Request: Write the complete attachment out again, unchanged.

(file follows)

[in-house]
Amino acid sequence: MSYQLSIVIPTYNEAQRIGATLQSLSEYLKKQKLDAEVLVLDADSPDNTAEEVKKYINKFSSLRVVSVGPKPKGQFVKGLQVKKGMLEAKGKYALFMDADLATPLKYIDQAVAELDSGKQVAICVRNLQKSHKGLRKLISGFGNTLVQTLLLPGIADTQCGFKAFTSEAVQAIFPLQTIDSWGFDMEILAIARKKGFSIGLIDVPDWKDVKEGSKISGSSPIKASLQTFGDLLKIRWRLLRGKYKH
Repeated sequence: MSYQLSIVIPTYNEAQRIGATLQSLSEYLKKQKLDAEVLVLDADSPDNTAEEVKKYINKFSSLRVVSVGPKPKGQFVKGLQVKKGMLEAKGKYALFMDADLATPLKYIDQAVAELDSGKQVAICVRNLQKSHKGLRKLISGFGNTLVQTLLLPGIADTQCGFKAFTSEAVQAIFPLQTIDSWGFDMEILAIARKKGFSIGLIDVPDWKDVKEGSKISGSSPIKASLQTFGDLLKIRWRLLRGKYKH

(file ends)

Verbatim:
[in-house]
Amino acid sequence: MSYQLSIVIPTYNEAQRIGATLQSLSEYLKKQKLDAEVLVLDADSPDNTAEEVKKYINKFSSLRVVSVGPKPKGQFVKGLQVKKGMLEAKGKYALFMDADLATPLKYIDQAVAELDSGKQVAICVRNLQKSHKGLRKLISGFGNTLVQTLLLPGIADTQCGFKAFTSEAVQAIFPLQTIDSWGFDMEILAIARKKGFSIGLIDVPDWKDVKEGSKISGSSPIKASLQTFGDLLKIRWRLLRGKYKH
Repeated sequence: MSYQLSIVIPTYNEAQRIGATLQSLSEYLKKQKLDAEVLVLDADSPDNTAEEVKKYINKFSSLRVVSVGPKPKGQFVKGLQVKKGMLEAKGKYALFMDADLATPLKYIDQAVAELDSGKQVAICVRNLQKSHKGLRKLISGFGNTLVQTLLLPGIADTQCGFKAFTSEAVQAIFPLQTIDSWGFDMEILAIARKKGFSIGLIDVPDWKDVKEGSKISGSSPIKASLQTFGDLLKIRWRLLRGKYKH